Five Hidden Reasons
You Need A Will
people don't appreciate the full importance of a will,
especially if they think their estate is too small to justify
the time and expense of preparing one.
And even people who recognize
the need for a will often don't have one, perhaps due to
procrastination or a disinclination to broach this sensitive
subject with loved ones. The truth is, almost everyone should
have a will.
Here are the five basic reasons
The intestate succession laws of
the state in which you live determine how your property will
be distributed if you die without a valid will.
For example, in most states the
property of a married person with children who dies
intestate (i.e., without a will) generally will be
distributed one-third to the spouse and two-thirds to the
children, while the property of an unmarried, childless
person who dies intestate generally will be
distributed to his or her parents (or siblings, if the parents
These distributions may be
contrary to what you want. In effect, by not having a will,
you are allowing the state to choose your beneficiaries.
Further, a will allows you to specify not only who will
receive the property, but how much each beneficiary will
Note: If you wish to leave property
to a charity, a will may be needed to accomplish this goal.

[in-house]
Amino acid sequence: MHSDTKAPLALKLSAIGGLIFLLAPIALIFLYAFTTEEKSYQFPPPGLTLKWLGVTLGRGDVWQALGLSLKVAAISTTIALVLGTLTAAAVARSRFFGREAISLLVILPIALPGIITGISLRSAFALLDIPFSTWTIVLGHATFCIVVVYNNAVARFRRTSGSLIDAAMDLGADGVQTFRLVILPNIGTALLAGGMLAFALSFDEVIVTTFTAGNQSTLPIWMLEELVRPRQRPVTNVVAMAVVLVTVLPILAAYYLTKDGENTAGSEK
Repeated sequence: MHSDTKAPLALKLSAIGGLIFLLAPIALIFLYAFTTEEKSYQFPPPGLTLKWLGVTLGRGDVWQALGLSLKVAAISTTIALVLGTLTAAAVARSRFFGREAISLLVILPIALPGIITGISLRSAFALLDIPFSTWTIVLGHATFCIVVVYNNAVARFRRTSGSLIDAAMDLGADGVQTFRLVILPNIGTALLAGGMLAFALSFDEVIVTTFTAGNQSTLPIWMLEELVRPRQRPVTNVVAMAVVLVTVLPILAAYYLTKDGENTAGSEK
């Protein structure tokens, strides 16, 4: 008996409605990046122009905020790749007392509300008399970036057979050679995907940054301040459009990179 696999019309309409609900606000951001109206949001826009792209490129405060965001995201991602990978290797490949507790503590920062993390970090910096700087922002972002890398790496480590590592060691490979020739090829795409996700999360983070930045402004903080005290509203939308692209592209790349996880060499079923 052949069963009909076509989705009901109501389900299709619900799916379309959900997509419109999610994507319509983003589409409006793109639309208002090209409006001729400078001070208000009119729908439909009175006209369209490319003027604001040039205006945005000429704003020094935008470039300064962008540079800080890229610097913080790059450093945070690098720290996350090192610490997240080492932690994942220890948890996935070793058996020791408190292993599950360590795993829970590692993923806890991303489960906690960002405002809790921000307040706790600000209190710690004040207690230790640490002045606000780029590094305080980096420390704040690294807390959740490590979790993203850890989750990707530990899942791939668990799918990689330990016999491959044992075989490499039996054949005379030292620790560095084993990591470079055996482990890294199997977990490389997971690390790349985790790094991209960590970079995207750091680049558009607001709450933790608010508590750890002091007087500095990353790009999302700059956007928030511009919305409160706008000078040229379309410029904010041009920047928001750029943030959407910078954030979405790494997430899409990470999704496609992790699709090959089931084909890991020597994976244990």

Many people feel they do not
need a will because their taxable estate does not exceed
the amount allowed to pass free of federal estate tax.
These assumptions, however, should be reviewed given the
current state of change in the federal estate tax laws.
It is important to review and
update your will on a regular basis. Most wills were
written with the existence of a federal estate tax at a
Further, your taxable estate
may be larger than you think. For example, life insurance,
qualified retirement plan benefits, and IRAs typically pass
outside of a will or estate administration. But retirement
plan benefits and IRAs (and sometimes life insurance) are
still part of your federal estate and can cause your estate to
go over the threshold amount.
Also, in some states, the
estate or inheritance tax differs from the federal laws. A
properly prepared will is necessary to implement estate tax
For the rest of the 5 Hidden Reasons,
click here to go to the full article on the
newsletter section of our web site.
As always you can call our offices if you have any
questions about these or any other accounting related issues, at 301-657-8080.
Regards, Paul Sullivan, CPA